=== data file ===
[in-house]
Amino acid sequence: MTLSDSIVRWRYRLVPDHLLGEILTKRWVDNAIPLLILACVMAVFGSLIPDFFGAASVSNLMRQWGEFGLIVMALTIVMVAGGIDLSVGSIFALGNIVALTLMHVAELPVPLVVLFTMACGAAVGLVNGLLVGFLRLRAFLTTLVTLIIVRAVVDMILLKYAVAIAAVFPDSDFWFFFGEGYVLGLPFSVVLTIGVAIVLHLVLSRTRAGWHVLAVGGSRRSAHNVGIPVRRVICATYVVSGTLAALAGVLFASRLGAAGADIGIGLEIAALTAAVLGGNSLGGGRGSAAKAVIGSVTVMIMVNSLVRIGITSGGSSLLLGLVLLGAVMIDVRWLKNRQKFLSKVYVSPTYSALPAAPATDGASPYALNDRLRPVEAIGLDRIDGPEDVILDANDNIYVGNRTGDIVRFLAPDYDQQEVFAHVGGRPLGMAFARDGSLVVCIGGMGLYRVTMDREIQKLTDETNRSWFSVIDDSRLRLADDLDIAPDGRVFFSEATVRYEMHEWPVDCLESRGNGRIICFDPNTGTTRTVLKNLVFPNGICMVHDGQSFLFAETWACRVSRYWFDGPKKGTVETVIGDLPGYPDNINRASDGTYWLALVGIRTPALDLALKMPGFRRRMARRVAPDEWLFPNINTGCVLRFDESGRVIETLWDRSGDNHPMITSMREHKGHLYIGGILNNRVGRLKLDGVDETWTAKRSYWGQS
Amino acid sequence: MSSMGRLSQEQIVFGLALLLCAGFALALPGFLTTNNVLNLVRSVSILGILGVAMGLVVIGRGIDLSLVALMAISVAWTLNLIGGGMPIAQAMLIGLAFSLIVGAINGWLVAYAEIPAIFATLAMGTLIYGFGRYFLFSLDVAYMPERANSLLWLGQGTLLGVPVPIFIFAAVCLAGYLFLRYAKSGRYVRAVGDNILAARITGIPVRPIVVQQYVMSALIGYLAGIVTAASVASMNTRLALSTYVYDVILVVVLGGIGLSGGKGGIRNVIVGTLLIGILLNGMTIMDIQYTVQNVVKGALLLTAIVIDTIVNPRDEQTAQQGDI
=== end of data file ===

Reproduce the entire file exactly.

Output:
[in-house]
Amino acid sequence: MTLSDSIVRWRYRLVPDHLLGEILTKRWVDNAIPLLILACVMAVFGSLIPDFFGAASVSNLMRQWGEFGLIVMALTIVMVAGGIDLSVGSIFALGNIVALTLMHVAELPVPLVVLFTMACGAAVGLVNGLLVGFLRLRAFLTTLVTLIIVRAVVDMILLKYAVAIAAVFPDSDFWFFFGEGYVLGLPFSVVLTIGVAIVLHLVLSRTRAGWHVLAVGGSRRSAHNVGIPVRRVICATYVVSGTLAALAGVLFASRLGAAGADIGIGLEIAALTAAVLGGNSLGGGRGSAAKAVIGSVTVMIMVNSLVRIGITSGGSSLLLGLVLLGAVMIDVRWLKNRQKFLSKVYVSPTYSALPAAPATDGASPYALNDRLRPVEAIGLDRIDGPEDVILDANDNIYVGNRTGDIVRFLAPDYDQQEVFAHVGGRPLGMAFARDGSLVVCIGGMGLYRVTMDREIQKLTDETNRSWFSVIDDSRLRLADDLDIAPDGRVFFSEATVRYEMHEWPVDCLESRGNGRIICFDPNTGTTRTVLKNLVFPNGICMVHDGQSFLFAETWACRVSRYWFDGPKKGTVETVIGDLPGYPDNINRASDGTYWLALVGIRTPALDLALKMPGFRRRMARRVAPDEWLFPNINTGCVLRFDESGRVIETLWDRSGDNHPMITSMREHKGHLYIGGILNNRVGRLKLDGVDETWTAKRSYWGQS
Amino acid sequence: MSSMGRLSQEQIVFGLALLLCAGFALALPGFLTTNNVLNLVRSVSILGILGVAMGLVVIGRGIDLSLVALMAISVAWTLNLIGGGMPIAQAMLIGLAFSLIVGAINGWLVAYAEIPAIFATLAMGTLIYGFGRYFLFSLDVAYMPERANSLLWLGQGTLLGVPVPIFIFAAVCLAGYLFLRYAKSGRYVRAVGDNILAARITGIPVRPIVVQQYVMSALIGYLAGIVTAASVASMNTRLALSTYVYDVILVVVLGGIGLSGGKGGIRNVIVGTLLIGILLNGMTIMDIQYTVQNVVKGALLLTAIVIDTIVNPRDEQTAQQGDI